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Keyler found guilty of manslaughter

PRINCE GEORGE, B.C. — A Taylor man was given a lesser conviction of manslaughter by a B.C. Supreme Court Judge due to lack of evidence of intent.

Justice James Williams found John Keyler guilty of manslaughter on Tuesday after he was initially charged with the second-degree murder of his common-law partner Sarah Foord in 2020.

“Ultimately, I cannot discount the reasonable possibility that the defendant was experiencing effects akin to psychosis arising from his state of cocaine and alcohol intoxication,” said Williams.

“I, therefore, have a doubt that he understood the true circumstances as they existed at the time he stabbed Ms. Foord.”

Leading up to Foord’s death, the couple was living together at a mobile home located in Taylor.

At the time, Keyler was 35 and laid off from work in the oil and gas industry, while Foord, 38, was working at least part-time at a pub in Taylor.

Williams said, by his understanding, the couple was together for approximately 16 months.

During their relationship, both Keyler and Foord reportedly used a significant amount of drugs and alcohol, including the night and morning of Foord’s murder.

Prior to the stabbing, Keyler claimed he thought people were after him and that he was seeing things in the bathroom the couple was “hanging out” in.

Early in the morning of July 7th, 2020, at their home in Taylor, Keyler stabbed Foord with the blade of a multitool. Keyler said he remembers holding, hugging and stabbing her, “poking her in the back a few times.”

He then said he blacked out before waking up in the bathtub, half full of water, with Foord on the floor.

Keyler said he tried to wake her, but she didn’t respond. Afterwards, he went into the bedroom to change his clothes, smoke a cigarette and use more cocaine.

He reportedly came to realize she was dead and eventually grabbed a garbage can from outside to put her body in.

He testified that he wiped down the bathroom with towels, as there was a lot of blood on the walls, as well as a broken toilet seat and a rack that had been pulled down.

Keyler drove Foord’s body and other items from the residence to a gas well site near Buick Creek before burying her body in the bush and leaving the items in another bush nearby.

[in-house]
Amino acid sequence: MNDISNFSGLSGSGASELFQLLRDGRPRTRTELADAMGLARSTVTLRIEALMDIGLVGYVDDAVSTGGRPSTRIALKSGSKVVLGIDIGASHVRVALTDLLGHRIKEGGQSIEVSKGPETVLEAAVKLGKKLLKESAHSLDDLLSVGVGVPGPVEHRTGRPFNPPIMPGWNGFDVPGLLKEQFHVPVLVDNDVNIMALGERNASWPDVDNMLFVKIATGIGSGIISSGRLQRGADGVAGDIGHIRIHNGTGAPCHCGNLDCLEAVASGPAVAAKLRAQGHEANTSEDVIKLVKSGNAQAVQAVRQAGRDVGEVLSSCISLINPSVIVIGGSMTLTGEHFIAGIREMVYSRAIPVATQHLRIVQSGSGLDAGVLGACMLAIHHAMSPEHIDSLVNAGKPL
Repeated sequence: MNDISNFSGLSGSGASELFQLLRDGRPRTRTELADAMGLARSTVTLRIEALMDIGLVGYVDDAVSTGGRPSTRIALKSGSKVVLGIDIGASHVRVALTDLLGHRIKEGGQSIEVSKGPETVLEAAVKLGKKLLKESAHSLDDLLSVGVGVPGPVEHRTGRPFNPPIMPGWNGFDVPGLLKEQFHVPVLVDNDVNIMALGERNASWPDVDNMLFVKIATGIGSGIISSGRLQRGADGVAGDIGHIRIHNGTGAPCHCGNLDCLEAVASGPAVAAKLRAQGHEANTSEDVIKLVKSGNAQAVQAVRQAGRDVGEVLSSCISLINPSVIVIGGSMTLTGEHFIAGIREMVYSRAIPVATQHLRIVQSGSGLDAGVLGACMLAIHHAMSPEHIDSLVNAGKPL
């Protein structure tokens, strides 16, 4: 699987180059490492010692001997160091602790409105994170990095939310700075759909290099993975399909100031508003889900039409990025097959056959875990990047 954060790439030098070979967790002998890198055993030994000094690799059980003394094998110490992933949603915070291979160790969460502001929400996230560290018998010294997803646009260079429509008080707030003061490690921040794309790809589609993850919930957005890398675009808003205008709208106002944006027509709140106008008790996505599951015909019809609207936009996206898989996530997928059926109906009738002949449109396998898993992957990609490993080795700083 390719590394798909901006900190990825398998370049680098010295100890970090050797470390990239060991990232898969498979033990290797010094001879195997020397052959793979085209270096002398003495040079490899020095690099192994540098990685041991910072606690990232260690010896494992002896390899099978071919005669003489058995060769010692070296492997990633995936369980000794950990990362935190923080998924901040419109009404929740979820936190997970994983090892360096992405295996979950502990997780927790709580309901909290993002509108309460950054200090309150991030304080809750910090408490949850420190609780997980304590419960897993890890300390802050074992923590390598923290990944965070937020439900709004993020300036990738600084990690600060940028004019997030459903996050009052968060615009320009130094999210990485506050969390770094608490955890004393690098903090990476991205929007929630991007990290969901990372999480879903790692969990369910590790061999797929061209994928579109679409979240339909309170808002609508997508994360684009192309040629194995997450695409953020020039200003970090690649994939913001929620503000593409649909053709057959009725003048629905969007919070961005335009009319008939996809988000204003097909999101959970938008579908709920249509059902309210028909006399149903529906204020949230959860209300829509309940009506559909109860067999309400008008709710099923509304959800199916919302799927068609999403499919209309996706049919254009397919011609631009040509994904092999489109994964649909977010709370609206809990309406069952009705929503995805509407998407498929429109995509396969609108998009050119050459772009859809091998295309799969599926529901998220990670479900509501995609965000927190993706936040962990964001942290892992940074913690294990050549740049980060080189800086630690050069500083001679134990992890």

He then went to a small body of water and threw the multitool into the water.

After a number of days on the lower mainland, Keyler returned to Fort St. John, and on July 21st, 2020, Keyler confessed to RCMP members that he stabbed Foord, transported and buried her body. He directed police to where he had buried her.

Three days later, police unearthed and photographed Foord’s body before it was held for autopsy at Vernon Jubilee Hospital.

Keyler was charged and arrested for the murder of Foord on July 25th and made another statement to police, again confessing to stabbing her, transporting her body and burying her.

Dr. Jason Doyle conducted the autopsy on July 29th, 2020, where he found Foord suffered approximately 50 stab wounds on her face, neck, chest, abdomen, right shoulder, hands, and arms.

He also noted blunt-force trauma evidenced by a black eye but no underlying fractures.

Doyle described most of the stab wounds as superficial and did not result in any significant underlying injury, barring two specific wounds.

Doyle found the cause of death to be multiple stab wounds, the stab wound to her right chest cavity and under her ninth rib as the most significant causes.

Additionally, the lab analysis of Foord’s blood found the presence of cocaine and opioid methadone.

Also on July 29th, divers searched the water where Keyler had thrown the multitool, which was then found to have Foord’s DNA on the tool.

According to Justice Williams, Keyler hid Foord’s death to buy time and accept what happened.

Keyler testified that he was very intoxicated at the time of the event; on a scale of 1 to 10, he rated himself at 9.5.

“I was so drunk and high, I did not know what was going on,” Keyler said.

Dr. Andrew Kolchak, whose specialty is forensic psychiatry, posited that four diagnoses likely apply to Keyler, including stimulant and alcohol use disorders and antisocial personality disorder.

Keyler has not been sentenced for his crimes of manslaughter and offering an indignity to human remains. According to the Criminal Code of Canada, there is no mandatory minimum sentence for manslaughter unless it is committed with a firearm.

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